• It’s fairly abysmal (the literacy rates). The sprawling divide between cities and the smaller towns were surprising too. I’d read about it but it remains more jarring to see those contrasts in person.

  24. What an amazing story. I am going to Morocco this August and would love to go to this Chefchaouen. That was a wonderful thing you did.

  25. Wow Jodi, what a absolutely stunning, beautifully written story. The question of, “how?” makes me want to laugh and cry at the same time. Beautiful images, I want to go to Morocco now!

  26. This piece is beautiful, from you vivid descriptions to your saturated photos. Makes me want to visit, but more than that it really describes why we travel. It’s the little moments, the peculiar questions and the unexpected blessings that make a life on the road worth living. Thanks for sharing!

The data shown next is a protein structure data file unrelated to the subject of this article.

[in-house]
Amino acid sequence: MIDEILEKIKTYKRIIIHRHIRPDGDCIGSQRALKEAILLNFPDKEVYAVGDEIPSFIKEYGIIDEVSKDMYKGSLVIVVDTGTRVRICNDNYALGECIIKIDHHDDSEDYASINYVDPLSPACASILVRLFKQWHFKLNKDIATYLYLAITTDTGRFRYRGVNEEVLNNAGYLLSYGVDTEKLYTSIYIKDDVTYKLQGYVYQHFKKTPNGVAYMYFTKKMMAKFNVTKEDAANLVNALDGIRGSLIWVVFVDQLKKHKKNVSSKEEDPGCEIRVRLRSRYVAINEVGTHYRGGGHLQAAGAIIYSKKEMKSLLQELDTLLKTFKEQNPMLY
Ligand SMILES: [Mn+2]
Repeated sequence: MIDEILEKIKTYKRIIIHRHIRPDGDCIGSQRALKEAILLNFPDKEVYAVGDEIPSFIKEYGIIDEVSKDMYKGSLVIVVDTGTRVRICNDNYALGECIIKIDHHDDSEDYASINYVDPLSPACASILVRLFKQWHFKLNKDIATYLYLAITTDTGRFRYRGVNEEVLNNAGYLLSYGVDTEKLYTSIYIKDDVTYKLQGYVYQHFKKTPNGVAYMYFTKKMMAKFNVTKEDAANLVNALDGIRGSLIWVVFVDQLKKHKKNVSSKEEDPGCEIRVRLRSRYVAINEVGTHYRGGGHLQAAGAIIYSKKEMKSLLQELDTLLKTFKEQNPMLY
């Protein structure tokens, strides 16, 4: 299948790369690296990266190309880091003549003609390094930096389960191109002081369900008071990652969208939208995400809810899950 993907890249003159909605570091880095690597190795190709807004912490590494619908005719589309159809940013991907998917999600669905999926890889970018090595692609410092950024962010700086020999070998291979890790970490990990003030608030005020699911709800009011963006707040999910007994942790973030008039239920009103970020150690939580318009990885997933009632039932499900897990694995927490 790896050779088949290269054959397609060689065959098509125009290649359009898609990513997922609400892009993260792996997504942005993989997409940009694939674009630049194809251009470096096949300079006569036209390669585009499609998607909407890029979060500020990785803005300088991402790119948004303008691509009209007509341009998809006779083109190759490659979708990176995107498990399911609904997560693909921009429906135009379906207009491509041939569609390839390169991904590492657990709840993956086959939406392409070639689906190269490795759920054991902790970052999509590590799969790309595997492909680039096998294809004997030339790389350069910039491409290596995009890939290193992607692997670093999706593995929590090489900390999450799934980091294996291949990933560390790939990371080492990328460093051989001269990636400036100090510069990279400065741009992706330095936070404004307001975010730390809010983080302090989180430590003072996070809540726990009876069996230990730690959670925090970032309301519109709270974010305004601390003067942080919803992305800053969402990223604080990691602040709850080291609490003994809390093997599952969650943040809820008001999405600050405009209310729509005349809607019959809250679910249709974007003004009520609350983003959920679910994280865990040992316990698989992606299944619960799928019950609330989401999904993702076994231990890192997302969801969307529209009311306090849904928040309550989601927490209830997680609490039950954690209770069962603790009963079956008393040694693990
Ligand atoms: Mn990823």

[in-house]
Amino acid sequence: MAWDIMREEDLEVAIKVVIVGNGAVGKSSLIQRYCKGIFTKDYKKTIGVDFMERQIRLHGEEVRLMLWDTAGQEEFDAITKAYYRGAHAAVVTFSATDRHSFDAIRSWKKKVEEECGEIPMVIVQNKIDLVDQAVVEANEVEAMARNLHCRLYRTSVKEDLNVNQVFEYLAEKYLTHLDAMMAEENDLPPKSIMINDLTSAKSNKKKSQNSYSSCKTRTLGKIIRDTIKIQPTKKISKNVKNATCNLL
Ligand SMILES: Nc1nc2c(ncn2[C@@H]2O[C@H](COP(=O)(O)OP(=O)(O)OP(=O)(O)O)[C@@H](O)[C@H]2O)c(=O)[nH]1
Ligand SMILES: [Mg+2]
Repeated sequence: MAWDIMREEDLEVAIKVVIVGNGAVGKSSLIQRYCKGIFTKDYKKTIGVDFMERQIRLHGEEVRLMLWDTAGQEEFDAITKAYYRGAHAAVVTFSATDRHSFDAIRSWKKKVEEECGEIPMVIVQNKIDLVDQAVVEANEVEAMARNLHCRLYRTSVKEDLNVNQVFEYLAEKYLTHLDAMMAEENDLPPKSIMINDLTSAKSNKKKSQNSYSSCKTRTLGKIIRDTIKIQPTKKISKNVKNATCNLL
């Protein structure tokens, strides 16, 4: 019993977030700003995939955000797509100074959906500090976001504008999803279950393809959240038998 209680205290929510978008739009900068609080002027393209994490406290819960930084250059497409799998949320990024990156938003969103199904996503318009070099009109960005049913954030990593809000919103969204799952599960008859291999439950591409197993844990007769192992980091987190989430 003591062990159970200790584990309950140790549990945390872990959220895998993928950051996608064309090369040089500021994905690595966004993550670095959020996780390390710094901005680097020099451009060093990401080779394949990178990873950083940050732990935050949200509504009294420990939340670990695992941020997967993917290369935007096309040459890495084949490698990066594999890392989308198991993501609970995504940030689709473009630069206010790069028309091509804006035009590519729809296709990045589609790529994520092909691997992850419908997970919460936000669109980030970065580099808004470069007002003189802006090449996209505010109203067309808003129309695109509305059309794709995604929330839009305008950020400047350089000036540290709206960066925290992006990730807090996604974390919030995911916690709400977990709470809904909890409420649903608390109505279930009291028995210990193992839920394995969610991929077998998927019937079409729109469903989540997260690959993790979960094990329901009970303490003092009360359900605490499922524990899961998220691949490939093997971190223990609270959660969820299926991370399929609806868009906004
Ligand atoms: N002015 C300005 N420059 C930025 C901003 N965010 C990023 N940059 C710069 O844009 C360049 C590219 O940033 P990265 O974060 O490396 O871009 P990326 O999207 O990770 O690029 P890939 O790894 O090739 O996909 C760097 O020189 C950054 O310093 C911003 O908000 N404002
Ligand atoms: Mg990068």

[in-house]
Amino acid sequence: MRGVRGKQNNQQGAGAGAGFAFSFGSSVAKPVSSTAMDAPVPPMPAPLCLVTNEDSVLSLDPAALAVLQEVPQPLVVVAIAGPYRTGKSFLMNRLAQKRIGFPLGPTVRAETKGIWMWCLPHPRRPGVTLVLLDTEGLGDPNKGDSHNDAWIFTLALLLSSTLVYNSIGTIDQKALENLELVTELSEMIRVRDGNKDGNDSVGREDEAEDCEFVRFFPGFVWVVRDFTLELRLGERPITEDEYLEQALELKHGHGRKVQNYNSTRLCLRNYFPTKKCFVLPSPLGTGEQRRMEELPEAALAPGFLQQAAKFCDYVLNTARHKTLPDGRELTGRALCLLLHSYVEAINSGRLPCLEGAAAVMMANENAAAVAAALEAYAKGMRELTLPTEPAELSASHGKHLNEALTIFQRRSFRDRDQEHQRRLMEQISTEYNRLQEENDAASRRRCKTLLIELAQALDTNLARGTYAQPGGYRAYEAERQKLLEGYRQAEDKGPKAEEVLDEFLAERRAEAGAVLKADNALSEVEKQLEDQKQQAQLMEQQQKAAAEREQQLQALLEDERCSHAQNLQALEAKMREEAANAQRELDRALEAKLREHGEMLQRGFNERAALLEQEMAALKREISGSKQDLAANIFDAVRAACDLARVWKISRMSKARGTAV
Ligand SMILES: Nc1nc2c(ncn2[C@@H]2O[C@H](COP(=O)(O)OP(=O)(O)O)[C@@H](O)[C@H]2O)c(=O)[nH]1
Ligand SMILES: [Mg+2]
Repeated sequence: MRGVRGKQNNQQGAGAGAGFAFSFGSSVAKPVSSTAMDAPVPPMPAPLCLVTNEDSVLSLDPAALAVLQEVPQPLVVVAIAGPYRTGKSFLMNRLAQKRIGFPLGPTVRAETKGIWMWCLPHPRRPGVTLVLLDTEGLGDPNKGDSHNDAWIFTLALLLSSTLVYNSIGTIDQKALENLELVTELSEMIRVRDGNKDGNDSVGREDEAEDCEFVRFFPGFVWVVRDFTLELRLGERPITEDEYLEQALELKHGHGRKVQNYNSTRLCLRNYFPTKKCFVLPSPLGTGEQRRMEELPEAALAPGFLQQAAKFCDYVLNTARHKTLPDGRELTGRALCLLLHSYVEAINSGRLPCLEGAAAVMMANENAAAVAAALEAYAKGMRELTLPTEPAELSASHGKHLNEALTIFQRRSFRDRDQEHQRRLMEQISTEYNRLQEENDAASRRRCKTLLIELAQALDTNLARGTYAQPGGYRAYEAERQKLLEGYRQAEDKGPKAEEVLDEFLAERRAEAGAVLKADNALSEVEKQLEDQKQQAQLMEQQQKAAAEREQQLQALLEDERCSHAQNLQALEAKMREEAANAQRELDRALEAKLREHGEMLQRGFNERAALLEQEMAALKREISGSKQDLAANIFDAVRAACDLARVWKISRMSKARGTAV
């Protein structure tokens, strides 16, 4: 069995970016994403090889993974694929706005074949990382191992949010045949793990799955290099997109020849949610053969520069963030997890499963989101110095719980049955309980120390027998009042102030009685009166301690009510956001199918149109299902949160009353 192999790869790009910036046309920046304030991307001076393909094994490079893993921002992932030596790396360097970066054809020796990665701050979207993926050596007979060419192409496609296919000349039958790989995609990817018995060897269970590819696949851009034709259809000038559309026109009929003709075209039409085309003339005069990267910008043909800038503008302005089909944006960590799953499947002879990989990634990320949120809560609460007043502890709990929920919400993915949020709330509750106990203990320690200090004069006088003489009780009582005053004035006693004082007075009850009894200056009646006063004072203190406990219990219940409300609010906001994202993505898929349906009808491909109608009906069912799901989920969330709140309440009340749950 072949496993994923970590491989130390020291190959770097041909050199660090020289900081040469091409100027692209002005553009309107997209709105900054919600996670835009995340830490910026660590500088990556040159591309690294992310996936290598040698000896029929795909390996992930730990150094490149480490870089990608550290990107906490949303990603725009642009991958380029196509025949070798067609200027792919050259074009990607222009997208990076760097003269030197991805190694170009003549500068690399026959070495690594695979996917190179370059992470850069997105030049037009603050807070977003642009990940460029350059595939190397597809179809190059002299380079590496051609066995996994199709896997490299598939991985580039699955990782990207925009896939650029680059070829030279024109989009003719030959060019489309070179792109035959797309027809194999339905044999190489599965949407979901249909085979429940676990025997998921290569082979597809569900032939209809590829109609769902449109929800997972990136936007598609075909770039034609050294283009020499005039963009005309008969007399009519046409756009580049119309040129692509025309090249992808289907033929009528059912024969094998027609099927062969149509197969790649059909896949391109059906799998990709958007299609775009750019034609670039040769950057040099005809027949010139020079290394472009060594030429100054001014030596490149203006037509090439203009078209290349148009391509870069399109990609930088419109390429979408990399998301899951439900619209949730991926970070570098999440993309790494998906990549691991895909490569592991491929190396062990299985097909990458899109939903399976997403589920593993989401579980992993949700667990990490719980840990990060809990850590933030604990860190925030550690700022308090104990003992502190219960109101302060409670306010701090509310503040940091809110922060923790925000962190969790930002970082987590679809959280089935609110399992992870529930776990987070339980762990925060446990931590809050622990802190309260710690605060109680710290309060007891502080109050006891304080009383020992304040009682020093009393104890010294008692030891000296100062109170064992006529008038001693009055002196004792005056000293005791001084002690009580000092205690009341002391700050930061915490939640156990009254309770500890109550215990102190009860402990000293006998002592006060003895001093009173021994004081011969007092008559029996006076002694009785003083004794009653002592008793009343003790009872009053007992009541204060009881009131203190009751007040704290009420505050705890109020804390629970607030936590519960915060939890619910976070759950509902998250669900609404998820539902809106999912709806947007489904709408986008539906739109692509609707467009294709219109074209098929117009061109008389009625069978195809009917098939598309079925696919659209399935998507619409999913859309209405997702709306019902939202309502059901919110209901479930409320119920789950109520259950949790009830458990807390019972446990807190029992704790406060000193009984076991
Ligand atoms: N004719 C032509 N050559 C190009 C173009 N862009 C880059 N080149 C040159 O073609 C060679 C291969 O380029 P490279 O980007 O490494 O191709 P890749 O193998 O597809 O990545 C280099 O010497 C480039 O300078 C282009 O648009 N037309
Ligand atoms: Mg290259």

27. really enjoyed reading this. thanks for showing this side of morocco. can’t wait to visit this country someday. i just hope that everyone gets to learn how to write in that beautiful place…

  28. I was very moved by this piece (as I am by all of your posts), Jodi. A beautiful chronicle of life. I have to say, though, what struck me most was the image of that little girl learning to write her name. What gift have you given her, Jodi! To believe that perhaps someday, somewhere, things could be different – priceless.

  29. Wow! The sheep heads really got me. Even after that why is it I’m always hungry after reading your posts?

    • Even with a sheep’s head? :) Someone recently asked me when it was that food became a priority, but I think it happened bit by bit, and now it’s merely the way I prefer to see the world (through what we eat). I’m happy to see many of my readers agree! Safe travels to you :)